Dolphins use echolocation (sonar) in order to assess their environment, by reflecting sound waves to determine the location of objects.  This is extremely important in the wild, but in captivity ~ there’s basically no use for it.  This is problematic in two ways: 1) It either renders the dolphin “mute,” or 2) More disturbingly, if the sonar still is being used, then sounds are constantly reflected off its enclosure walls, causing undue stress & even panic to the dolphin.

Dolphins & orcas in captivity have been known to harm themselves, whether by banging repeatedly against their enclosures, getting into fights with other animals, or even gnawing at themselves.  In some cases, & as shown in “Blackfish,” the dolphin who played “Flipper” actually committed suicide by swimming to the bottom of its enclosure & never coming back up.  Dolphin trainers in the Caribbean have reported mother dolphins killing their own babies, who were born into captivity.  And in one of the most affecting parts of “Blackfish,” renowned SeaWorld trainer, Dawn Brancheau, was killed by the orca named Tilikum, when he dragged her down to the bottom of his pool, drowning her.

Why NOT to Swim with Dolphins in Mexico, Girl Who Travels the World, Dawn Brancheau

Dawn Brancheau was a senior trainer of 15 years at Sea World, & up until her death, had an excellent relationship with Tilikum. She was considered one of the most experienced trainers at the facility.

If you’re actually in a pool swimming with dolphins, know that many illnesses can be passed between dolphins & humans ~ including viral, fungal, & bacterial infections (like salmonella).  People have broken bones & been bitten by dolphins in captivity, & often the water in their tanks are dirty, and/or filled with chemicals & chlorine.  Further, if the dolphin doesn’t want to interact with humans that day: it has no choice.  In the wild, they can swim away.  In captivity, they don’t get that choice.

Why NOT to Swim with Dolphins in Mexico

#4 – Dolphins in the Wild Aren’t on Medication ~ But Many Dolphins in Captivity ARE

Dolphins & whales in captivity are often given antacids (to treat stomach ulcers), anti-psychotics, & benzodiazepines (to calm them).  Does this sound normal to you??!  Ex-Sea World trainers have come out, stating that some whales & other mammals at Sea World were on “medication every day of their lives.”  This is mind-blowing, & can only be explained by the fact that this highly unnatural environment within which they live is literally KILLING them.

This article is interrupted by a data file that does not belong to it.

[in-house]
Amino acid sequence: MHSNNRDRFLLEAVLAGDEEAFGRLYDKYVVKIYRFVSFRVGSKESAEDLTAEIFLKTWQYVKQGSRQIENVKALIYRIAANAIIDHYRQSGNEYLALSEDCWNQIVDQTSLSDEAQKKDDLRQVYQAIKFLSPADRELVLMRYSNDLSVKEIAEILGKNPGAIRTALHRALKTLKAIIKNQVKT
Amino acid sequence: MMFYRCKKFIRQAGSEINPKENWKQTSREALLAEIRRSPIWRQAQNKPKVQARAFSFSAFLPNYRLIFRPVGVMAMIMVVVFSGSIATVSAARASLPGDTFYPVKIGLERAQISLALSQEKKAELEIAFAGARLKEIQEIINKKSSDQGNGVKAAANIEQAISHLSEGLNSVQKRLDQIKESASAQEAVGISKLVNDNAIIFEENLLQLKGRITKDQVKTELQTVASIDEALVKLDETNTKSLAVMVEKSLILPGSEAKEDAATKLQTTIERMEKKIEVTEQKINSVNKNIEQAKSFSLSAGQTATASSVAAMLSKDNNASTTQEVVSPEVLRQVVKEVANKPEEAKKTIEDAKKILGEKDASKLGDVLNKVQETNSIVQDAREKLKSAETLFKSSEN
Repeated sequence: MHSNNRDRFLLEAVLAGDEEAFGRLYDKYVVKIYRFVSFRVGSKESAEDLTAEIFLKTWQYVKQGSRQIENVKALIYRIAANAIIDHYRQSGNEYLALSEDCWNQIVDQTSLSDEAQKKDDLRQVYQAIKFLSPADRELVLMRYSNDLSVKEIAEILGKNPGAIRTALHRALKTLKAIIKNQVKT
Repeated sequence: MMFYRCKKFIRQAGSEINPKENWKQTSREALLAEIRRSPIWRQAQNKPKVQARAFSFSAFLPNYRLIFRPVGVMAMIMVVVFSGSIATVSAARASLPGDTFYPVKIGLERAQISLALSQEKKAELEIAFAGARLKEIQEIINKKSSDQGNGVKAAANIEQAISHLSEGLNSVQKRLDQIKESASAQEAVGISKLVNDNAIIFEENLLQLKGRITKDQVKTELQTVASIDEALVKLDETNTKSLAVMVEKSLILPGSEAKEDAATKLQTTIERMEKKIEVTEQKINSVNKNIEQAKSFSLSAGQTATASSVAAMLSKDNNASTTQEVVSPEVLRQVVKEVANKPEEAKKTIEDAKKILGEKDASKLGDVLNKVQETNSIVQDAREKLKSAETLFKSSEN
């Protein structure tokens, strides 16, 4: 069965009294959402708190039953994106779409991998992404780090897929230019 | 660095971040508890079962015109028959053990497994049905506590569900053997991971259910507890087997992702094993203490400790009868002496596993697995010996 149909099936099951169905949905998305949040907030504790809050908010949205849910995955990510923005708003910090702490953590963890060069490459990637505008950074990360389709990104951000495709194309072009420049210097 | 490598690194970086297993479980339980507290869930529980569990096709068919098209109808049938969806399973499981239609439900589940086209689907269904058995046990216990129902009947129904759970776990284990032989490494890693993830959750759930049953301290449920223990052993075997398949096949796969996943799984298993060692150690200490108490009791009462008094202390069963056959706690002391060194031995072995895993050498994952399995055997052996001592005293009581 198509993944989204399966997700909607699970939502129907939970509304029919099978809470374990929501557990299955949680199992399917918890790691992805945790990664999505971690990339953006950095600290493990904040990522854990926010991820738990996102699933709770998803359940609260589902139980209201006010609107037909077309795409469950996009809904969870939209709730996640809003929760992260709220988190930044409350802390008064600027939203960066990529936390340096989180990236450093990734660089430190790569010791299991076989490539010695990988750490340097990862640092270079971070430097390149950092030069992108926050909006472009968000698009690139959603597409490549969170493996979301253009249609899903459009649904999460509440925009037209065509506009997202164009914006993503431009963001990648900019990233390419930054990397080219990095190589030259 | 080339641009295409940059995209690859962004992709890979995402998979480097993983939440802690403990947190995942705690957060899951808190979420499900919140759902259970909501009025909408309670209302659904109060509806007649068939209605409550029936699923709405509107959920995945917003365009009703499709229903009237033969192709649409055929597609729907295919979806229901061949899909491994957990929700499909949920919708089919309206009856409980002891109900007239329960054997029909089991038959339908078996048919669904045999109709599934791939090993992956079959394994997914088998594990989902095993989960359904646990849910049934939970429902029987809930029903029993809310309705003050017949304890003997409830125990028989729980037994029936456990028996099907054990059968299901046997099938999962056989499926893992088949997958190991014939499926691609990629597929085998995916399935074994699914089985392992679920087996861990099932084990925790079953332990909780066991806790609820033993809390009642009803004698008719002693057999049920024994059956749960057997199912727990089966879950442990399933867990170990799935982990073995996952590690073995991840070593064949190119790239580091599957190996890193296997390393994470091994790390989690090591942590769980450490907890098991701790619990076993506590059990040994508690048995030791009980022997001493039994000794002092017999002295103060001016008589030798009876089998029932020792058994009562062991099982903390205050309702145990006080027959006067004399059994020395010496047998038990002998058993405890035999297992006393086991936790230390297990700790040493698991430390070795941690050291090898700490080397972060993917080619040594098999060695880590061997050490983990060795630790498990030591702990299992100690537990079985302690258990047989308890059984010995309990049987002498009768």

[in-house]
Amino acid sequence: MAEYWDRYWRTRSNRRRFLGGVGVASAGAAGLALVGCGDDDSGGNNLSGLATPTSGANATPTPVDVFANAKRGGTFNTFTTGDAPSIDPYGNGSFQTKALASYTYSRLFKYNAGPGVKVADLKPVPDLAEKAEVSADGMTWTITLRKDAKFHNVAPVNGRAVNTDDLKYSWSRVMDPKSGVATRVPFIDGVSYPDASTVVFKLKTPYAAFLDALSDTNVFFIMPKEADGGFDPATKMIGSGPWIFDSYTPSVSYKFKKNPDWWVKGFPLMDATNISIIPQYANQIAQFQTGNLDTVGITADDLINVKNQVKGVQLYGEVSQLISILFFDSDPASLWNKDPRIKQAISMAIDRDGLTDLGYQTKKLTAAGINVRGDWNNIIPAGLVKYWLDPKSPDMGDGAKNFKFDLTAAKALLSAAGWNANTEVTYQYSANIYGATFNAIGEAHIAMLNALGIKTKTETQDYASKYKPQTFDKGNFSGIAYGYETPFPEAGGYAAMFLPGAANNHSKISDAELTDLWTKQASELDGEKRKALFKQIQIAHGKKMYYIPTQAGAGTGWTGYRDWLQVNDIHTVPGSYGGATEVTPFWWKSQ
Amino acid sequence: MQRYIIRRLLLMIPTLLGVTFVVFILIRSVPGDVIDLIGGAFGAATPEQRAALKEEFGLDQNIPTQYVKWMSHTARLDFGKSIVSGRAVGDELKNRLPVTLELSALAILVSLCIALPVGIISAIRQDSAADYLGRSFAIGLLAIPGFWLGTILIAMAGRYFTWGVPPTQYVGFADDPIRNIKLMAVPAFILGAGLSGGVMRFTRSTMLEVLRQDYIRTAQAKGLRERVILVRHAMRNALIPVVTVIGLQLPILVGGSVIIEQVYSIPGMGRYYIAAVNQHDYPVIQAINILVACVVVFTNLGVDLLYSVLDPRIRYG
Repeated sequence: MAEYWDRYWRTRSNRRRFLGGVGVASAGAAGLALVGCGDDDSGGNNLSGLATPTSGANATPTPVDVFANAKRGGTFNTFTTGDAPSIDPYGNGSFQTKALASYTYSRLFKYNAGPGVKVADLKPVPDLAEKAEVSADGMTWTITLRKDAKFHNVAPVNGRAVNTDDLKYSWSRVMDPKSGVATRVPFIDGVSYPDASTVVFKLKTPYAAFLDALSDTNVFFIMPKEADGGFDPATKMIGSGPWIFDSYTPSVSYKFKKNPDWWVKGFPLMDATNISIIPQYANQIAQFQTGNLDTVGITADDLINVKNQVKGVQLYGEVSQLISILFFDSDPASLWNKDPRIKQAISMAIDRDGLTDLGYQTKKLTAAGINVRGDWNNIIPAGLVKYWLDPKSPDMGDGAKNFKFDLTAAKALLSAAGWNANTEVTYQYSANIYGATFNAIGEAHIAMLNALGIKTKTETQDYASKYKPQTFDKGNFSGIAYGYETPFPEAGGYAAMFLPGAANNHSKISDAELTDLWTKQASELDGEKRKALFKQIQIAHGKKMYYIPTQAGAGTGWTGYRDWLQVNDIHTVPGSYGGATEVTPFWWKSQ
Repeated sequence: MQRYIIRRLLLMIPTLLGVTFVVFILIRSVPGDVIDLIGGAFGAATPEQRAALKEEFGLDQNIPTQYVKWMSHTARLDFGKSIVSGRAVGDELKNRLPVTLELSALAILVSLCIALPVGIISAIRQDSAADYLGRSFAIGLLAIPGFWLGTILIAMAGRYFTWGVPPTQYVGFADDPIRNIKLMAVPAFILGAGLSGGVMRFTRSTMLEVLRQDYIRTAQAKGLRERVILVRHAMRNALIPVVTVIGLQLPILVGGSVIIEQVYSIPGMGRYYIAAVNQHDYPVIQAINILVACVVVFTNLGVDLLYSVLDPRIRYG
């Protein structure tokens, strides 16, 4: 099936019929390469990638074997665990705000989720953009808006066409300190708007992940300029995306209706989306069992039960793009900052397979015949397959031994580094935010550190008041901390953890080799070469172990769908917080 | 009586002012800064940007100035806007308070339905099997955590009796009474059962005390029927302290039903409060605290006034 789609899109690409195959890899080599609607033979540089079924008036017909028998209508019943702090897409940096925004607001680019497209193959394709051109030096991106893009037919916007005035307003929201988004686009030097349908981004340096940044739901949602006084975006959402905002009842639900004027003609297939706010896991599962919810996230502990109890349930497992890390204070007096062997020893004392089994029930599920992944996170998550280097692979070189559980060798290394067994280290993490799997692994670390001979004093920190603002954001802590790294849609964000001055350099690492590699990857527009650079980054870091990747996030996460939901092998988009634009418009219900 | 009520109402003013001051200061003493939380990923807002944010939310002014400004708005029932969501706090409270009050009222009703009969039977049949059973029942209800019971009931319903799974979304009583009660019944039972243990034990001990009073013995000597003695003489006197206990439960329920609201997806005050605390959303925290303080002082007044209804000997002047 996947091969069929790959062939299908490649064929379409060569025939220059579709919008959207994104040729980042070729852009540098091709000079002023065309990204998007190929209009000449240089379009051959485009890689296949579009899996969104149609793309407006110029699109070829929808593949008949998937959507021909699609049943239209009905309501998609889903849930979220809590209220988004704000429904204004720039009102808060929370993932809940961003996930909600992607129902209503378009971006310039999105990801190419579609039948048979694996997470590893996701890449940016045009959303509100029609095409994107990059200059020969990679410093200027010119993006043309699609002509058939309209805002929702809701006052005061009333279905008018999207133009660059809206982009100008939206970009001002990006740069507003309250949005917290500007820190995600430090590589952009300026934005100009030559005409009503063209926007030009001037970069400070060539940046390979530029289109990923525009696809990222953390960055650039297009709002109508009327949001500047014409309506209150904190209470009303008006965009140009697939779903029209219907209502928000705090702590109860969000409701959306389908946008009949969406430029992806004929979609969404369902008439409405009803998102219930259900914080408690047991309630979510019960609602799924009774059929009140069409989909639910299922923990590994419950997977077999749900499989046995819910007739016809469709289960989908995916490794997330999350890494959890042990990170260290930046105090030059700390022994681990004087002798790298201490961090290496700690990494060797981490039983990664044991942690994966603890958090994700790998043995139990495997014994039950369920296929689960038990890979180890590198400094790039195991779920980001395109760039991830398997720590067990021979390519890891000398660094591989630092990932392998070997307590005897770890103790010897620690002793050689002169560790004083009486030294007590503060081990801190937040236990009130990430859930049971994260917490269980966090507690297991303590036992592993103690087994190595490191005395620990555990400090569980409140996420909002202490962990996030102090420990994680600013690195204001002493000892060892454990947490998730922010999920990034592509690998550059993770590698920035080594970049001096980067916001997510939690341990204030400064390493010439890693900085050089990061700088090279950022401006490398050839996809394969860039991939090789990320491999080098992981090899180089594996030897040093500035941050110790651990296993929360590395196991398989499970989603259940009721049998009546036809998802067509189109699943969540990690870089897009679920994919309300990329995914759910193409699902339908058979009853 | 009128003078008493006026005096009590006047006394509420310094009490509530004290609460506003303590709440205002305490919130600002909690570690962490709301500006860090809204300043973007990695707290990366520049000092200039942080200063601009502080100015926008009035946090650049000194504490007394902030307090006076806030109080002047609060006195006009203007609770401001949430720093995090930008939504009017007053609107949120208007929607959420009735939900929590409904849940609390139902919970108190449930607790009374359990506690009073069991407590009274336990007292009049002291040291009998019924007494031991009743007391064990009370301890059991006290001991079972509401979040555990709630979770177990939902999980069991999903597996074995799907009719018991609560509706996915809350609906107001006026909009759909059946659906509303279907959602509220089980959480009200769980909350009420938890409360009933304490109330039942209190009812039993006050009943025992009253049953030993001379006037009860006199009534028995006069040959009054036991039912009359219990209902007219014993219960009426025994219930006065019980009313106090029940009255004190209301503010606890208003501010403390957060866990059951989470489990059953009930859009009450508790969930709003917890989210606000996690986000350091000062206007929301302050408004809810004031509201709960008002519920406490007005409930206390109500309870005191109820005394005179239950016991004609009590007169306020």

Why NOT to Swim with Dolphins in Mexico, Girl Who Travels the World

Though dolphins in captivity may look happy, the truth is they are often medicated to make up for deficiencies in their diet, as well as to counteract stress. Can you imagine this happening with dolphins in the wild?

Why NOT to Swim with Dolphins in Mexico

Though this article is entitled “Why Not to Swim with Dolphins in Mexico,” the truth is, it applies to facilities in the Bahamas, Hawaii, & even in the States.  I chose Mexico simply because I witnessed SO many “Dolphin Experiences” being sold all over the Yucatan Peninsula.  And many are specifically marketed to the thousands of cruise ship travelers who arrive in Mexico every year.

If you are indeed a cruise ship tourist looking to swim with dolphins (or maybe your kids want to), I highly encourage you to do some research first, & make an informed decision as to whether your entertainment for an hour or two is worth the cost ~ & believe me, the cost of these experiences is not cheap.  But moreover, is it worth the cost to the dolphins themselves?

Why NOT to Swim with Dolphins in Mexico, Girl Who Travels the World

Once my niece & nephew learned of the plight of dolphins & other mammals in captivity, they no longer had a desire to visit places like Sea World. Children are fully capable of understanding these concepts too…remember “Free Willy?”  

Why NOT to Swim with Dolphins in Mexico

Thank you for taking the time to read, “Why Not to Swim with Dolphins in Mexico.”  If this topic resonates with you, please share this post, so that others may become educated as to the hazards & cruelty of keeping animals in captivity, solely for our “entertainment,” & for profit.  Join the WDC (Whale & Dolphin Conservation) & adopt a whale.  Refuse to pay hundreds of dollars to swim with dolphins!  Educate your children. 

Finally, I think the words of Joe Rogan sum it up best: 

 “We’ve got to stop [keeping] animals & dolphins [in captivity]; it’s going to be thought of the same way we think about slavery today: that it’s horrific, that we can’t understand it, that we can’t believe compassionate human beings would be willing to isolate members of a super social, highly intelligent animal species, & just put them in swimming pools.  It’s fucking barbaric.  It’s crazy.  It’s torture.”

– Joe Rogan

xoxo Noelia